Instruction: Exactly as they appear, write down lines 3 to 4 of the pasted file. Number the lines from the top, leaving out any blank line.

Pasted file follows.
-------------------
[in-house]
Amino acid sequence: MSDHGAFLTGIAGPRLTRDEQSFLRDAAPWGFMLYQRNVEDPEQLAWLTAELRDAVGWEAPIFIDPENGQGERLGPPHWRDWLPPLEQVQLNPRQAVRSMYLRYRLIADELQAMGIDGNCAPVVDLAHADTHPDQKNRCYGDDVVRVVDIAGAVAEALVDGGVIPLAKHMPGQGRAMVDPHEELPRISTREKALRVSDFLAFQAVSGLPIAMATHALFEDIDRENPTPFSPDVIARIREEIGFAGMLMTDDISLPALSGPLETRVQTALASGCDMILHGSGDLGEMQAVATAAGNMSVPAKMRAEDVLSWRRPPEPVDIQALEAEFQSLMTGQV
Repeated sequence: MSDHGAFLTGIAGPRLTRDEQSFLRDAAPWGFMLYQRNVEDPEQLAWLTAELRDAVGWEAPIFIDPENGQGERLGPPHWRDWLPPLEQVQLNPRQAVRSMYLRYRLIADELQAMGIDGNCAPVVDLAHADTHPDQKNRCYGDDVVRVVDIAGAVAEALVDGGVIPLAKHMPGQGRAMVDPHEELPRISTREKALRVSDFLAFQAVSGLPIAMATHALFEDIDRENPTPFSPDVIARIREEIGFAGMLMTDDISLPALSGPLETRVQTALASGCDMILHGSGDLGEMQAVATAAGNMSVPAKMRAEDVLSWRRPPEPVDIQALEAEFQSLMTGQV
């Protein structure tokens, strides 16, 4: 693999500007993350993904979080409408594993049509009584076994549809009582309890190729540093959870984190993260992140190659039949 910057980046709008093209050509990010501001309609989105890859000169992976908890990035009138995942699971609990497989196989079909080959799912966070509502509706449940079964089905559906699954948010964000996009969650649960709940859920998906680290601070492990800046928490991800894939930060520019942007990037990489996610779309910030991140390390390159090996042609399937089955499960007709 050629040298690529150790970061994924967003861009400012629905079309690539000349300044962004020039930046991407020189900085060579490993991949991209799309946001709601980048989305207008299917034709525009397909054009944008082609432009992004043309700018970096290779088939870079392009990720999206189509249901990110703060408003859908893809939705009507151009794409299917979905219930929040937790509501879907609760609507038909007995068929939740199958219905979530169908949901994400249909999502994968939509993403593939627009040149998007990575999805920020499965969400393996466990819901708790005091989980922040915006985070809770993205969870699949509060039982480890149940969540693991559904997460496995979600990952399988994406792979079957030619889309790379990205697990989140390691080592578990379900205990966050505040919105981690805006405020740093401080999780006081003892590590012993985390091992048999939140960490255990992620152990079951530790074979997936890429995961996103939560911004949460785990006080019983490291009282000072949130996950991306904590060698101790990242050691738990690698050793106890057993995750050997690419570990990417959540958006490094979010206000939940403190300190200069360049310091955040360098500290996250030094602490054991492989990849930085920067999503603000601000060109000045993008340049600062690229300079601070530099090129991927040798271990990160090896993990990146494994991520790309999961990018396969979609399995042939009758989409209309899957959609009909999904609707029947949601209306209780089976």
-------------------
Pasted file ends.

Repeated sequence: MSDHGAFLTGIAGPRLTRDEQSFLRDAAPWGFMLYQRNVEDPEQLAWLTAELRDAVGWEAPIFIDPENGQGERLGPPHWRDWLPPLEQVQLNPRQAVRSMYLRYRLIADELQAMGIDGNCAPVVDLAHADTHPDQKNRCYGDDVVRVVDIAGAVAEALVDGGVIPLAKHMPGQGRAMVDPHEELPRISTREKALRVSDFLAFQAVSGLPIAMATHALFEDIDRENPTPFSPDVIARIREEIGFAGMLMTDDISLPALSGPLETRVQTALASGCDMILHGSGDLGEMQAVATAAGNMSVPAKMRAEDVLSWRRPPEPVDIQALEAEFQSLMTGQV
């Protein structure tokens, strides 16, 4: 693999500007993350993904979080409408594993049509009584076994549809009582309890190729540093959870984190993260992140190659039949 910057980046709008093209050509990010501001309609989105890859000169992976908890990035009138995942699971609990497989196989079909080959799912966070509502509706449940079964089905559906699954948010964000996009969650649960709940859920998906680290601070492990800046928490991800894939930060520019942007990037990489996610779309910030991140390390390159090996042609399937089955499960007709 050629040298690529150790970061994924967003861009400012629905079309690539000349300044962004020039930046991407020189900085060579490993991949991209799309946001709601980048989305207008299917034709525009397909054009944008082609432009992004043309700018970096290779088939870079392009990720999206189509249901990110703060408003859908893809939705009507151009794409299917979905219930929040937790509501879907609760609507038909007995068929939740199958219905979530169908949901994400249909999502994968939509993403593939627009040149998007990575999805920020499965969400393996466990819901708790005091989980922040915006985070809770993205969870699949509060039982480890149940969540693991559904997460496995979600990952399988994406792979079957030619889309790379990205697990989140390691080592578990379900205990966050505040919105981690805006405020740093401080999780006081003892590590012993985390091992048999939140960490255990992620152990079951530790074979997936890429995961996103939560911004949460785990006080019983490291009282000072949130996950991306904590060698101790990242050691738990690698050793106890057993995750050997690419570990990417959540958006490094979010206000939940403190300190200069360049310091955040360098500290996250030094602490054991492989990849930085920067999503603000601000060109000045993008340049600062690229300079601070530099090129991927040798271990990160090896993990990146494994991520790309999961990018396969979609399995042939009758989409209309899957959609009909999904609707029947949601209306209780089976």